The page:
Johannesburg, Gauteng, South Africa
Areas of Specialization
Epistemology
Meta-Ethics
Areas of Interest
Philosophy of Action
  •  15
    Many influential philosophers have claimed that truth is valuable, indeed so valuable as to be the ultimate standard of correctness for intellectual activity. Yet most philosophers also think that truth is only instrumentally valuable. These commitments make for a strange pair. One would have thought that an ultimate standard would enjoy more than just instrumental value. This paper develops a new argument for the non-instrumental value of truth: inquiry is non-instrumentally valuable; and truth…Read more
  •  38
    Decolonising Knowledge Here and Now
    Philosophical Papers 49 (2): 191-212. 2020.
    The topic of epistemic decolonisation is currently the locus of lively debate both in academia and in everyday life. The aim of this piece is to isolate a few main strands in the philosophical lite...
  •  3
    What do I care About Epistemic Norms?
    In Martin Grajner & Pedro Schmechtig (eds.), Epistemic Reasons, Norms and Goals, De Gruyter. pp. 199-224. 2016.
  •  18
    Explanatory Injustice and Epistemic Agency
    Ethical Theory and Moral Practice 23 (5): 707-722. 2020.
    What is going on when we explain someone’s belief by appeal to stereotypes associated with her gender, sexuality, race, or class? In this paper I try to motivate two claims. First, such explanations involve an overlooked form of epistemic injustice, which I call ‘explanatory injustice’. Second, the language of reasons helps us shed light on the ways in which such injustice wrongs the victim qua epistemic agent. In particular, explanatory injustice is best understood as occurring in explanations …Read more
  • Believable Evidence
    Cambridge University Press. 2017.
    Believable Evidence argues that evidence consists of true beliefs. This claim opens up an entirely overlooked space on the ontology of evidence map, between purely factualist positions and purely psychologist ones. Veli Mitova provides a compelling three-level defence of this view in the first contemporary monograph entirely devoted to the ontology of evidence. First, once we see the evidence as a good reason, metaethical considerations show that the evidence must be psychological and veridical.…Read more
  •  18
    A Quasi-Pragmatist Explanation of Our Ethics of Belief
    Teorema: International Journal of Philosophy 28 (3): 113-130. 2009.
  •  19
    What do I care About Epistemic Norms?
    In Pedro Schmechtig & Martin Grajner (eds.), Epistemic Reasons, Norms, and Goals, De Gruyter. pp. 199-224. 2016.
  •  2
    Epistemic motivation: towards a metaethics of belief
    In Andrew Reisner & Asbjørn Steglich-Petersen (eds.), Reasons for Belief, Cambridge University Press. 2011.
  •  27
    Why pragmatic justifications of epistemic norms don't work
    South African Journal of Philosophy 27 (2): 139-150. 2008.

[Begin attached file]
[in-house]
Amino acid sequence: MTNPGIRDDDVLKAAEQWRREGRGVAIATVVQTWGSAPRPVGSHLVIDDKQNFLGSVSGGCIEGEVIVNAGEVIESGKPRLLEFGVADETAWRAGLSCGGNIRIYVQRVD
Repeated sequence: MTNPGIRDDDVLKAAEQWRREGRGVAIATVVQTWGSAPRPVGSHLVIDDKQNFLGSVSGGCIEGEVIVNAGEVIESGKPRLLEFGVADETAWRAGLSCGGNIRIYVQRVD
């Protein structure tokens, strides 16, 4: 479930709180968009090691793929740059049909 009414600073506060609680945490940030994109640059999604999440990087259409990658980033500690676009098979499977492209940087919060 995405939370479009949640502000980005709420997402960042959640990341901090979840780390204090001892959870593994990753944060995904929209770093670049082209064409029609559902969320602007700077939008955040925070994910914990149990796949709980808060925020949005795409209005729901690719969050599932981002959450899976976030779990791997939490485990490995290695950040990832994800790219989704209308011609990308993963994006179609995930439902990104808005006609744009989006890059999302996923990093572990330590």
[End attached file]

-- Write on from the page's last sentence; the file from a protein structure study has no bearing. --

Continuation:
Pragmatic justifications of epistemic norms tell us to observe these norms as the best means to attaining the things we value. I argue that such justifications do not work, because they harbour an irresolvable tension: their non-alethic character intrinsically conflicts with the truth-aiming character of the epistemic norms they are justifying. We should abandon, then, either epistemic norms or pragmatic justifications of these norms. I therefore argue that we should abandon pragmatic justificat…Read more
  •  114
    Truthy psychologism about evidence
    Philosophical Studies 172 (4): 1105-1126. 2015.
    What sorts of things can be evidence for belief? Five answers have been defended in the recent literature on the ontology of evidence: propositions, facts, psychological states, factive psychological states, all of the above. Each of the first three views privileges a single role that the evidence plays in our doxastic lives, at the cost of occluding other important roles. The fifth view, pluralism, is a natural response to such dubious favouritism. If we want to be monists about evidence and ac…Read more
  •  50
    Why W. K. Clifford was a Closet Pragmatist
    Philosophical Papers 37 (3): 471-489. 2008.
    This Article does not have an abstract
  •  20
    Age and Agency
    Philosophical Papers 41 (3): 335-369. 2012.
    Abstract I defend the following three-part hypothesis: (1) the sense that one is running out of time diminishes one's capacity to reauthor oneself; (2) this capacity is constitutive of agency par excellence; so, (3) the sense of running out of time attenuates agency. (2) is shown to enjoy both intuitive and abductive plausibility. (1) and (3) are confirmed by existing reflections on old age, as well as by empirical research
  •  30
    The value of epistemic norms
    South African Journal of Philosophy 24 (2): 65-76. 2005.
    t is argued that, contrary to popular pragmatist opinion, the source of epistemic normativity does not lie in the realm of practical rationality. Epistemic norms are indeed hypothetical, as the pragmatist anticipates, but he has misjudged how much their antecedent can do for him. I first consider the most general argument available to the pragmatist. I then focus on the way John Heil and Hilary Kornblith have refined it. Kornblith's position poses the most plausible challenge to the defender of …Read more